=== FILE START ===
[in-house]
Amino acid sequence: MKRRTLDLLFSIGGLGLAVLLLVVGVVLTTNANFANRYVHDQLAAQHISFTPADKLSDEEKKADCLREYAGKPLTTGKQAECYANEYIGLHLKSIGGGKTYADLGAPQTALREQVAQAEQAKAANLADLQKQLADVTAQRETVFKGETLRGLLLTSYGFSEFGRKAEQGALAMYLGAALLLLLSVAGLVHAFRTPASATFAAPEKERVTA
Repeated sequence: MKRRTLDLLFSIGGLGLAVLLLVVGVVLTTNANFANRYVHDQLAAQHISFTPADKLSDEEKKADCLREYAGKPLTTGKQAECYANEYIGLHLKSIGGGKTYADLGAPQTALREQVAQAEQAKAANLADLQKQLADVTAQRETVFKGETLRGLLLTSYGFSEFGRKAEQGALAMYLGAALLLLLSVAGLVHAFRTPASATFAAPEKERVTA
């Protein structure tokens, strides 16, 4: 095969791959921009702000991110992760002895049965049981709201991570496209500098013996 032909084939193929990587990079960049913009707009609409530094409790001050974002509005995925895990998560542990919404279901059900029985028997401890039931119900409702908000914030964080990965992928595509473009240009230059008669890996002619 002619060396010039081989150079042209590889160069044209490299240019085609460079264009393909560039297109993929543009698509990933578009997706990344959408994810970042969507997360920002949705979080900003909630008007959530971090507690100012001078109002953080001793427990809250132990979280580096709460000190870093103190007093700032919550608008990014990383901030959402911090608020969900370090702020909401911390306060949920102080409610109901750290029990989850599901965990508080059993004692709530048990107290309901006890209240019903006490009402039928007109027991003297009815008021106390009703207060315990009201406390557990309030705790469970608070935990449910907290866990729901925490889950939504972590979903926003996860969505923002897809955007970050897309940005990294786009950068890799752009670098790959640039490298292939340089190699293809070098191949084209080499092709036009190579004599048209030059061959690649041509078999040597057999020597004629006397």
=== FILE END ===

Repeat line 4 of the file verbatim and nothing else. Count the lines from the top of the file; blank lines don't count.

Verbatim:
């Protein structure tokens, strides 16, 4: 095969791959921009702000991110992760002895049965049981709201991570496209500098013996 032909084939193929990587990079960049913009707009609409530094409790001050974002509005995925895990998560542990919404279901059900029985028997401890039931119900409702908000914030964080990965992928595509473009240009230059008669890996002619 002619060396010039081989150079042209590889160069044209490299240019085609460079264009393909560039297109993929543009698509990933578009997706990344959408994810970042969507997360920002949705979080900003909630008007959530971090507690100012001078109002953080001793427990809250132990979280580096709460000190870093103190007093700032919550608008990014990383901030959402911090608020969900370090702020909401911390306060949920102080409610109901750290029990989850599901965990508080059993004692709530048990107290309901006890209240019903006490009402039928007109027991003297009815008021106390009703207060315990009201406390557990309030705790469970608070935990449910907290866990729901925490889950939504972590979903926003996860969505923002897809955007970050897309940005990294786009950068890799752009670098790959640039490298292939340089190699293809070098191949084209080499092709036009190579004599048209030059061959690649041509078999040597057999020597004629006397």